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All Iraq will vote in January, officials insist

Elections will take place throughout Iraq in January with no exceptions, interim Prime Minister Ayad Allawi and Secretary of State Colin Powell said Friday, contradicting Defense Secretary Donald Rumsfeld's suggestion that the first democratic poll may not be held in some regions controlled by insurgents.

"We will have the elections. All Iraq is eligible to be part of the elections, will be part of the elections. The elections should take place in all the country," Allawi told the Washington Post on Friday.

Powell, in New York for U.N. meetings, said there is "no reason" to believe Iraq should not hold a "full, free and fair election" for a 275-member national assembly by the end of January, a position echoed by Deputy Secretary of State Richard Armitage in testimony on Capitol Hill. On Thursday, Rumsfeld told a congressional committee that if violence in Iraq prevented polling in some parts of the country, "Well, so be it."

PLEA TO U.N.: Allawi appealed to world leaders at the U.N. General Assembly on Friday to unite behind his country's effort to rein in spiraling violence and lighten the country's foreign debt and broaden support for coalition forces to improve security ahead of the January elections.

3 more Navy SEALs charged in inmate abuse

WASHINGTON _ Three more members of the Navy SEALs have been charged with abusing Iraqi detainees, two of whom died in American custody in Iraq after they were beaten, Navy officials said Friday. One detainee died at Abu Ghraib prison and the other at an Army base near Mosul.

The new charges bring to seven the members of Navy Special Operations who now face criminal charges in connection with the widening prisoner-abuse scandal. On Sept. 3, the Navy announced charges against three SEAL commandos and another sailor attached to their team. All seven sailors were assigned to SEAL Team 7, based in Coronado, Calif., a Navy official said.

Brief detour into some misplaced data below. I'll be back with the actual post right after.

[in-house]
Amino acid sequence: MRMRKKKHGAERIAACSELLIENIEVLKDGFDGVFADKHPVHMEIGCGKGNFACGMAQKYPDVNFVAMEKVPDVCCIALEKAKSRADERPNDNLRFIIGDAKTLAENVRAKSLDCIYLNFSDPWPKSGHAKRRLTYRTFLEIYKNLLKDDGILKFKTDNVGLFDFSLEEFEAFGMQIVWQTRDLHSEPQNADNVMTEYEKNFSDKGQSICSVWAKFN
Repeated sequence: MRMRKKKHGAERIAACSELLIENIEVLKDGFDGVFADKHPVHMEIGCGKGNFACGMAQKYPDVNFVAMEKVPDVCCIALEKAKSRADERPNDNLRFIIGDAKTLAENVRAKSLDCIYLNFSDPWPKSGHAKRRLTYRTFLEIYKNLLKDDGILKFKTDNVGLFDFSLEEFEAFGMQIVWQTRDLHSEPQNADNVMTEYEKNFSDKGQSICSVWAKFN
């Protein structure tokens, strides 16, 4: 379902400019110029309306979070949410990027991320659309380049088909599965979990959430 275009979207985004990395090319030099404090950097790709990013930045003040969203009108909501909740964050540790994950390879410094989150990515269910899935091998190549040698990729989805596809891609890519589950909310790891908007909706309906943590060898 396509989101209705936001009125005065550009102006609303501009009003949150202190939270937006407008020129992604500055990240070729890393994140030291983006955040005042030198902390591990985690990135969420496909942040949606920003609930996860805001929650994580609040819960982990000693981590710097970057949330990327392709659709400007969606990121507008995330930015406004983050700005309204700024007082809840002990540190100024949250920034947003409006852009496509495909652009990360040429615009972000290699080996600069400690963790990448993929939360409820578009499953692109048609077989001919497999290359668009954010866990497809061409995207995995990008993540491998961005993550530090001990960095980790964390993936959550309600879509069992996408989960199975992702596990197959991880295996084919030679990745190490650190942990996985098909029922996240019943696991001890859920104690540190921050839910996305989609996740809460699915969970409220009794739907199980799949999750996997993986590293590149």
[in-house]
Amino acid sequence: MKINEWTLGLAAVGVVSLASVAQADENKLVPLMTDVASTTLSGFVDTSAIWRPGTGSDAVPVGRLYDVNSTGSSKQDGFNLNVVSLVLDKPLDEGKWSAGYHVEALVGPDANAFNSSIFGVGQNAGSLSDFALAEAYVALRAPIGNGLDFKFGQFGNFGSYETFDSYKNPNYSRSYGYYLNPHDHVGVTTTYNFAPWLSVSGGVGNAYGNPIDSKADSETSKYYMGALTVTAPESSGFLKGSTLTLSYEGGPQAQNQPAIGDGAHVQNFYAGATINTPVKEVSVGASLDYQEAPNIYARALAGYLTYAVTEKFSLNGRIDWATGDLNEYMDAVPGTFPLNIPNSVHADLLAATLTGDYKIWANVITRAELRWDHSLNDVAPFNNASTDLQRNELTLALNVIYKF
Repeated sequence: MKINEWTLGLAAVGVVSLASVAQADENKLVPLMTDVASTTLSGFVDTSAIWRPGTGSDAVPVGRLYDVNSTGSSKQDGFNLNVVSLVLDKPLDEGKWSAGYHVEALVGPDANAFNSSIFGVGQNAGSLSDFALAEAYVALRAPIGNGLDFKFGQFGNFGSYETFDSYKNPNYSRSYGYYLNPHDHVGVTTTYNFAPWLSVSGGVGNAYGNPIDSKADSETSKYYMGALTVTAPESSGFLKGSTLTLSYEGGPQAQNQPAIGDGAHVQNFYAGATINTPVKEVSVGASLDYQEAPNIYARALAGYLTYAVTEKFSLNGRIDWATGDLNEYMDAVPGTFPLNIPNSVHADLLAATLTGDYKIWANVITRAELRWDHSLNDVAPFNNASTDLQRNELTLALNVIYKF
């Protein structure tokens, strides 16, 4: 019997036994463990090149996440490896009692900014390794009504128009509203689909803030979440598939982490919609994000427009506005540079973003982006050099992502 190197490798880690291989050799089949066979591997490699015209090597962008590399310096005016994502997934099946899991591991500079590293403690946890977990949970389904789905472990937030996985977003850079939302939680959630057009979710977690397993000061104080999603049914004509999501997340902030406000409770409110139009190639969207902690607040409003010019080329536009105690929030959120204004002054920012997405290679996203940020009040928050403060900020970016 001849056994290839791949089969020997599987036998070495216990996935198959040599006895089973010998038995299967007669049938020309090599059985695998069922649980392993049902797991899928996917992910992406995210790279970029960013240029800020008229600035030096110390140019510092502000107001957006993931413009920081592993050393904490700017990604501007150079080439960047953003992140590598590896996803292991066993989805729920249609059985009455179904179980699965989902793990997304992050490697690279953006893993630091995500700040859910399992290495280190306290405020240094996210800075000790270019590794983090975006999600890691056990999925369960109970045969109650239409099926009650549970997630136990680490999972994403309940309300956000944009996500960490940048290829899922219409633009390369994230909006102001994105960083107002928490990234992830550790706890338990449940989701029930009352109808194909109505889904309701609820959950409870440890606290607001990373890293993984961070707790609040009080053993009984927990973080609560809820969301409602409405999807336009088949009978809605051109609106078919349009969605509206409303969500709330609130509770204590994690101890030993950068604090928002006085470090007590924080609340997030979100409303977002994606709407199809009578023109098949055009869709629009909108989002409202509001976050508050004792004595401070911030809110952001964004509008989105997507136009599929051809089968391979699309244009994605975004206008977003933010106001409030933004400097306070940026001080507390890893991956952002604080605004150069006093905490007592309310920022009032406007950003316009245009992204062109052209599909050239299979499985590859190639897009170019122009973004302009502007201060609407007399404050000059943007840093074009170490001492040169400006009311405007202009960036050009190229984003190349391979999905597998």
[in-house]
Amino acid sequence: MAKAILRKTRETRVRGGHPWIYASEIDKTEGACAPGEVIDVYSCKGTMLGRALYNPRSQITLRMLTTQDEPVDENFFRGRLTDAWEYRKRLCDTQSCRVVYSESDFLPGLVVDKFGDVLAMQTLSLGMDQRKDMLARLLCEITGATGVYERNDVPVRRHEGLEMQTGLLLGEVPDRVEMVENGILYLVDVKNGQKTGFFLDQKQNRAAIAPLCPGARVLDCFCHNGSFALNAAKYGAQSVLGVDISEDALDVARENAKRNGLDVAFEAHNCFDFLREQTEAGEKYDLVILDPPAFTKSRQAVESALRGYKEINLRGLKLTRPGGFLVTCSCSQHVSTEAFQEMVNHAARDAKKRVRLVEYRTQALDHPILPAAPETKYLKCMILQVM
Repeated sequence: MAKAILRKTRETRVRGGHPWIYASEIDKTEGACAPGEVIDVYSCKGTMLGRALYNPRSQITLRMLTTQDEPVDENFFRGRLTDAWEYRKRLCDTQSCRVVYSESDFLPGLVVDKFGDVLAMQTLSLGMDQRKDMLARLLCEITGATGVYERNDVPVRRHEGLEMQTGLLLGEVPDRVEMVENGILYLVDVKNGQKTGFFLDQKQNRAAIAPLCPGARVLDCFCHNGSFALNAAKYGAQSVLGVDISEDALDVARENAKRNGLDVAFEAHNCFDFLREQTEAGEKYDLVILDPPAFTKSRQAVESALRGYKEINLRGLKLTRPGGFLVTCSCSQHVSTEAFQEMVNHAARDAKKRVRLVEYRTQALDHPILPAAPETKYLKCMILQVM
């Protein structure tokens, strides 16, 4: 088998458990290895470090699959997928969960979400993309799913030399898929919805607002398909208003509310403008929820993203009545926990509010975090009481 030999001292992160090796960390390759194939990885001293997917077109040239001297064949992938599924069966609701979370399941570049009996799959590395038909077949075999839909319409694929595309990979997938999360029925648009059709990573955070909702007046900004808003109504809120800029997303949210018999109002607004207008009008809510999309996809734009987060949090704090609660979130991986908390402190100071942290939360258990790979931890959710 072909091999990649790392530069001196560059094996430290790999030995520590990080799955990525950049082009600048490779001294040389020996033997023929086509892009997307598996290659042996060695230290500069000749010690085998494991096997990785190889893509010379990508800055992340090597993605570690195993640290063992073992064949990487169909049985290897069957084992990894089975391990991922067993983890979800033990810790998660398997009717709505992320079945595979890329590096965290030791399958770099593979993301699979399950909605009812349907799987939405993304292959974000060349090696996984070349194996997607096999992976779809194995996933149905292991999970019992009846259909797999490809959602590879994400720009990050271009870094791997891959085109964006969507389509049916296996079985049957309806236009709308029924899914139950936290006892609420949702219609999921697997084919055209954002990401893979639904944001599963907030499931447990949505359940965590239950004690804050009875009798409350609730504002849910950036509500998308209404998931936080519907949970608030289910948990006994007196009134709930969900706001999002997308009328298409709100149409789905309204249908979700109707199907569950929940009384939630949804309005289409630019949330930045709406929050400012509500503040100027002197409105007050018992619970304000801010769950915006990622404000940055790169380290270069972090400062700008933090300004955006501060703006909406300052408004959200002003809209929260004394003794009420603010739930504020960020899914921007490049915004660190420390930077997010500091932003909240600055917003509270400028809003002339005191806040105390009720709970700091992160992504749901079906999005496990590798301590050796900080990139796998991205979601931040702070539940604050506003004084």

The charges announced Friday against the three men, who were not identified, included assault with intent to cause death and serious bodily harm, assault with a dangerous weapon, maltreatment of detainees, obstruction of justice and dereliction of duty, according to a Navy statement.

While none of the seven has been charged with manslaughter or homicide, investigators have linked some of them to at least two detainee deaths in Iraq, in November 2003 and April 2004, Navy officials said.

Charges against Chalabi dropped for now, at least

BAGHDAD _ A judge has dismissed counterfeiting charges against a senior political figure once considered a front-runner to become Iraq's leader, authorities said Friday.

The charges against Ahmad Chalabi, a wealthy Iraqi exile and onetime Pentagon favorite, were dismissed "for lack of evidence," said Zuhair al-Maliky, Iraq's chief investigative judge.

Al-Maliky told the Associated Press that the charges could be refiled, however, should more evidence be uncovered. The decision to drop the case was made during a court session Thursday. Chalabi has denied any wrongdoing.

Lethal hepatitis outbreak reported in two areas

BAGHDAD _ A virulent form of hepatitis that is especially lethal for pregnant women has broken out in two of Iraq's most troubled districts, Iraqi Health Ministry officials said this week, and they warned that a collapse of water and sewage systems during the continuing violence is probably at the root of the outbreak.

The disease, hepatitis E, is caused by a virus that is often spread by sewage-contaminated drinking water. In Sadr City, a Baghdad slum that for months has been convulsed by gunbattles between a local militia and U.S. troops, the officials said as many as 155 cases had turned up.

The second outbreak is in Mahmudiyah, a town 35 miles south of Baghdad that is known as much for its kidnappings and drive-by shootings as for its poverty, where there are an estimated 60 cases. At least nine pregnant women are believed to have been infected, and one has died. Five deaths have been reported overall.

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